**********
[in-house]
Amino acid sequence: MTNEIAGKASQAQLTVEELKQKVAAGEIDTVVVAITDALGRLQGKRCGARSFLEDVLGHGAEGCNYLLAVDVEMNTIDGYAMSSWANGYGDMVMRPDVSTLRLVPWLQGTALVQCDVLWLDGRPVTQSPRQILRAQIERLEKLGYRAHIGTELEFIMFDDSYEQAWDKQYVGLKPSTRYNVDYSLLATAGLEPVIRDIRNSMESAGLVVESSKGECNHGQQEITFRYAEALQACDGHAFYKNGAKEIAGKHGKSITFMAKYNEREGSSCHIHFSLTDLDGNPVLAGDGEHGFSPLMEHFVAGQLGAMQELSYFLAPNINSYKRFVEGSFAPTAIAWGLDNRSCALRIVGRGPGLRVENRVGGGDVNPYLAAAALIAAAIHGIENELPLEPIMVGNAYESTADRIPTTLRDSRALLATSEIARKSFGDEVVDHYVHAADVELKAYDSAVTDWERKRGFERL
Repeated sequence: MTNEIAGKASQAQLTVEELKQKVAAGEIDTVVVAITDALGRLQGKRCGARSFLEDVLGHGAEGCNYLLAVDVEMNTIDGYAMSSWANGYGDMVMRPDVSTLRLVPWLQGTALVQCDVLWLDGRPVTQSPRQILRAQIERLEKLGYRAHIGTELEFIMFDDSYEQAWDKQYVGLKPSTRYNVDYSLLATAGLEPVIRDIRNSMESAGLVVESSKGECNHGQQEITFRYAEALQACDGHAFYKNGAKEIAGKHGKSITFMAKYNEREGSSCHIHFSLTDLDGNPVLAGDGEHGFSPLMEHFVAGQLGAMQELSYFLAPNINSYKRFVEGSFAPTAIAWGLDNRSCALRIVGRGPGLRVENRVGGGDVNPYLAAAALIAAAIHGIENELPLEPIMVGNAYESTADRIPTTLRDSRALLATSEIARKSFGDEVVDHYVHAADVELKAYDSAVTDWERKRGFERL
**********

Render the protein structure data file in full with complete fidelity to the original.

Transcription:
[in-house]
Amino acid sequence: MTNEIAGKASQAQLTVEELKQKVAAGEIDTVVVAITDALGRLQGKRCGARSFLEDVLGHGAEGCNYLLAVDVEMNTIDGYAMSSWANGYGDMVMRPDVSTLRLVPWLQGTALVQCDVLWLDGRPVTQSPRQILRAQIERLEKLGYRAHIGTELEFIMFDDSYEQAWDKQYVGLKPSTRYNVDYSLLATAGLEPVIRDIRNSMESAGLVVESSKGECNHGQQEITFRYAEALQACDGHAFYKNGAKEIAGKHGKSITFMAKYNEREGSSCHIHFSLTDLDGNPVLAGDGEHGFSPLMEHFVAGQLGAMQELSYFLAPNINSYKRFVEGSFAPTAIAWGLDNRSCALRIVGRGPGLRVENRVGGGDVNPYLAAAALIAAAIHGIENELPLEPIMVGNAYESTADRIPTTLRDSRALLATSEIARKSFGDEVVDHYVHAADVELKAYDSAVTDWERKRGFERL
Repeated sequence: MTNEIAGKASQAQLTVEELKQKVAAGEIDTVVVAITDALGRLQGKRCGARSFLEDVLGHGAEGCNYLLAVDVEMNTIDGYAMSSWANGYGDMVMRPDVSTLRLVPWLQGTALVQCDVLWLDGRPVTQSPRQILRAQIERLEKLGYRAHIGTELEFIMFDDSYEQAWDKQYVGLKPSTRYNVDYSLLATAGLEPVIRDIRNSMESAGLVVESSKGECNHGQQEITFRYAEALQACDGHAFYKNGAKEIAGKHGKSITFMAKYNEREGSSCHIHFSLTDLDGNPVLAGDGEHGFSPLMEHFVAGQLGAMQELSYFLAPNINSYKRFVEGSFAPTAIAWGLDNRSCALRIVGRGPGLRVENRVGGGDVNPYLAAAALIAAAIHGIENELPLEPIMVGNAYESTADRIPTTLRDSRALLATSEIARKSFGDEVVDHYVHAADVELKAYDSAVTDWERKRGFERL